How To Prepare Your Business For An Unexpected Power Failure

Nobody likes to think about the potential loss of their digital data, but it happens all the time and in unexpected ways. Natural disasters, severe weather, cars that knock over electric poles, and even fires can all cause a power failure, and leave computerized equipment fried.

Businesses need to be prepared for a power outage, regardless of the cause. That preparation should be focused on preserving data both inside the office as well as data located on servers stored in an offsite data center.

[pullquote]Hopefully, you’ve got a professional data center handling your servers and they’re not in someone’s basement.[/pullquote] A data center will have an uninterruptible power supply (UPS) which means your data will be well protected in the case of a power surge, and uptime will be maximized.

Having an uninterruptible power supply is just one tool you’ll need to protect your data during a power outage. If you’re not prepared at all for a power failure, you should be.

Here are the two biggest reasons why, and how to get prepared.

Rebuilding Digital Assets Can Be Nearly Impossible

You’ve already dedicated a lot of time to building your business, and plenty of effort has gone into building your business’ digital assets – like your website. You’ve probably got other digital assets like documents, videos, and audio files stored on your company’s server.

All of these digital assets, including the software you use to organize and make your assets available to your team, are vulnerable to being wiped out during a power failure. To protect your business and eliminate that vulnerability, you need to do some prep work to backup your data and implement basic hardware security measures.

Preparing Is Worth The Time And Money

The amount of time and money it takes to prepare for a potential power failure is fractional compared to the amount of time and money it would take you to rebuild your empire of digital assets from scratch. Digital assets get wiped out all the time during power failures, and not being prepared is like gambling away your business.

Backup Backup Backup

Backup your data, and get your team on board with performing regular backups of their work. This is the most basic of all requirements for being ready for a power outage, but many people don’t do it, either because they don’t know how or it can seem overwhelming. Not backing up your files is taking a huge risk that everything could be gone in the blink of an eye.

Hardware Damage Can Be Irreversible

Even if you have multiple backup locations for your files and don’t have to worry about losing your digital assets, you still need to be aware of the potential for losing your physical devices like computer hard drives, power sources, and motherboards. It should be noted that solid state drives are not immune to being fried by a power surge.

It’s not the power outage that causes damage to your hardware, it’s the power surge that does the damage. A surge protector is one way to prevent damage to computer hardware, but it’s not a guarantee – sometimes they work, sometimes they don’t. How well it works will depend on how much power your particular unit is designed to withstand and if you’ve replaced it.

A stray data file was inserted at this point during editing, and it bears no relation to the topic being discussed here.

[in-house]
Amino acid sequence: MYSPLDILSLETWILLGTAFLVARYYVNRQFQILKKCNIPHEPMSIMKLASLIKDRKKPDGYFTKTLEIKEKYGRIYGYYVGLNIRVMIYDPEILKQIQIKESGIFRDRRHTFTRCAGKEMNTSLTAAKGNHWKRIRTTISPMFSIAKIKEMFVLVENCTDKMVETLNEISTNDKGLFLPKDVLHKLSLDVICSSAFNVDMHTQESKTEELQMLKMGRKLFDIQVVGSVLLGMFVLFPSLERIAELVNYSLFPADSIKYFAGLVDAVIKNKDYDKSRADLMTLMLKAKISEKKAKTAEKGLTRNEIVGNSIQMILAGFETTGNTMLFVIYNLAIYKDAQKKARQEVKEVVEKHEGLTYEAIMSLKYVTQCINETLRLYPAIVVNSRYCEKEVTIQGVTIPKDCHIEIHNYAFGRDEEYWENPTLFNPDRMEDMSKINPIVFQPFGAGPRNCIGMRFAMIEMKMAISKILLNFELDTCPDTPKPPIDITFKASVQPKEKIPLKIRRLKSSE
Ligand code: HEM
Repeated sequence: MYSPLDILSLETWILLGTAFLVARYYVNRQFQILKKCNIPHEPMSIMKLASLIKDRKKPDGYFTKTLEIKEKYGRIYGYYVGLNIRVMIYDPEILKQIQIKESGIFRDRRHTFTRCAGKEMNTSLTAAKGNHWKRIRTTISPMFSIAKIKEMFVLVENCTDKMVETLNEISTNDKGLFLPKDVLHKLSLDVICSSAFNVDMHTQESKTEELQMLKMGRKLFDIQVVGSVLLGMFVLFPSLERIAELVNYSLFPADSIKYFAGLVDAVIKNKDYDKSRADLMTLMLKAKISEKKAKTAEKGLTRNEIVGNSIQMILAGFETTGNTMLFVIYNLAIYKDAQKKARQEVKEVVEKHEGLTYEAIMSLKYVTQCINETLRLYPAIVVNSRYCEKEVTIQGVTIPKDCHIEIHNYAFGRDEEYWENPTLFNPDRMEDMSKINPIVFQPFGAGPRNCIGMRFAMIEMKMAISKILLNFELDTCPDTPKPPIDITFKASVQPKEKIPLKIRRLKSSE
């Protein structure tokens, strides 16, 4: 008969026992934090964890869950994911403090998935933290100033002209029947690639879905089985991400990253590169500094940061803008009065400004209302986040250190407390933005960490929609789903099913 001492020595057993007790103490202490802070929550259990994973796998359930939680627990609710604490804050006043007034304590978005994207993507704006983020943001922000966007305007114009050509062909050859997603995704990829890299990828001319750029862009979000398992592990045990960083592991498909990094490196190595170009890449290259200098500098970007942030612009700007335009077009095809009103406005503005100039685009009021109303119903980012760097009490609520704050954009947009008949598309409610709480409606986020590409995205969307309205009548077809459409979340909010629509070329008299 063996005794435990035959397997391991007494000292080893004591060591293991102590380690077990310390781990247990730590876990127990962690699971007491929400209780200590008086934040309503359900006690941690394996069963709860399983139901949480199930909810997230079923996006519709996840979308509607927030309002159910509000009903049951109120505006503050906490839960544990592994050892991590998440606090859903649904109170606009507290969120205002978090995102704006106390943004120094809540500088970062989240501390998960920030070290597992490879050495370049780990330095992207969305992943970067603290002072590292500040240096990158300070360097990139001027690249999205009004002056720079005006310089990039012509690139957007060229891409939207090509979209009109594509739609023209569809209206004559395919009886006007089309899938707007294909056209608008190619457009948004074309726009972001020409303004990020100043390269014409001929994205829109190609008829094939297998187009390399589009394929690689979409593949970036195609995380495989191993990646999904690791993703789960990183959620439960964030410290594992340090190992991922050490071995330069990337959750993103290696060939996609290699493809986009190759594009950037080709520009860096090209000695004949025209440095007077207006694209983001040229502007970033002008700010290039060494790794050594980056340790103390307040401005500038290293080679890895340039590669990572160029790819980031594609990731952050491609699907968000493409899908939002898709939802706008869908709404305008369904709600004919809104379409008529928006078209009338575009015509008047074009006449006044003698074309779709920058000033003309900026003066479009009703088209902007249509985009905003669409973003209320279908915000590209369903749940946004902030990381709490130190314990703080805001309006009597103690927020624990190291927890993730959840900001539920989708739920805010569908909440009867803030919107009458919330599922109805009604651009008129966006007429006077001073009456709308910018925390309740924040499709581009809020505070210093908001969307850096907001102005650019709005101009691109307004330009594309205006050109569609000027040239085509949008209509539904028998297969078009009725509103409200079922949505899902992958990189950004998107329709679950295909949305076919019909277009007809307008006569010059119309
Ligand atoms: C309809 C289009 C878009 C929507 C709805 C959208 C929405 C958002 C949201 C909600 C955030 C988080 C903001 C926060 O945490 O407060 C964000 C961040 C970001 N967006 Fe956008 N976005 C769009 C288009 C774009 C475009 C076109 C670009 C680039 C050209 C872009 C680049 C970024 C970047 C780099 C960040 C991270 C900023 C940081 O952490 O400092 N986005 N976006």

It can be expensive to replace fried hardware

Both the least expensive and easiest piece of hardware to replace is your power source, and the most expensive could be your motherboard. While motherboards alone aren’t always priced high, you might have to replace other parts for compatibility reasons, unless you’re buying the exact motherboard you just fried.

If you’ve got your data backed up, you probably don’t need to worry much about the cost of replacing your hard drive; most hard drives are fairly inexpensive. Even so, it’s a hassle to replace, so you should protect your hardware as much as possible.

Establish office habits for safety

To protect your digital assets and computer hardware as much as you can, you should make it part of your company policy for everyone to engage the following habits in the office:

  • Always plug computers and laptops into surge protectors instead of directly into the wall.
  • When your laptop or other digital device is done charging, unplug the charger immediately. This saves your battery from losing charge capacity, and it also makes sure your device won’t get fried if there’s a power surge.
  • Have an uninterruptible power supply (UPS) at every desk and make sure your employees know what to do after a power surge. The UPS may only give them enough power to properly shut their machine down, so they’ll need to act fast.
  • Always unplug your electrical devices during a storm, especially a lightning storm. There is no surge protector in the world that will protect your computer from a lightning strike.

Don’t Be Caught Off Guard

Not being prepared for a power outage and subsequent surge can unexpectedly send your digital assets and computers to the graveyard. So, just like you would prepare your family for the next natural disaster, your business should be equally prepared.

How To Prepare Your Business For An Unexpected Power Failure

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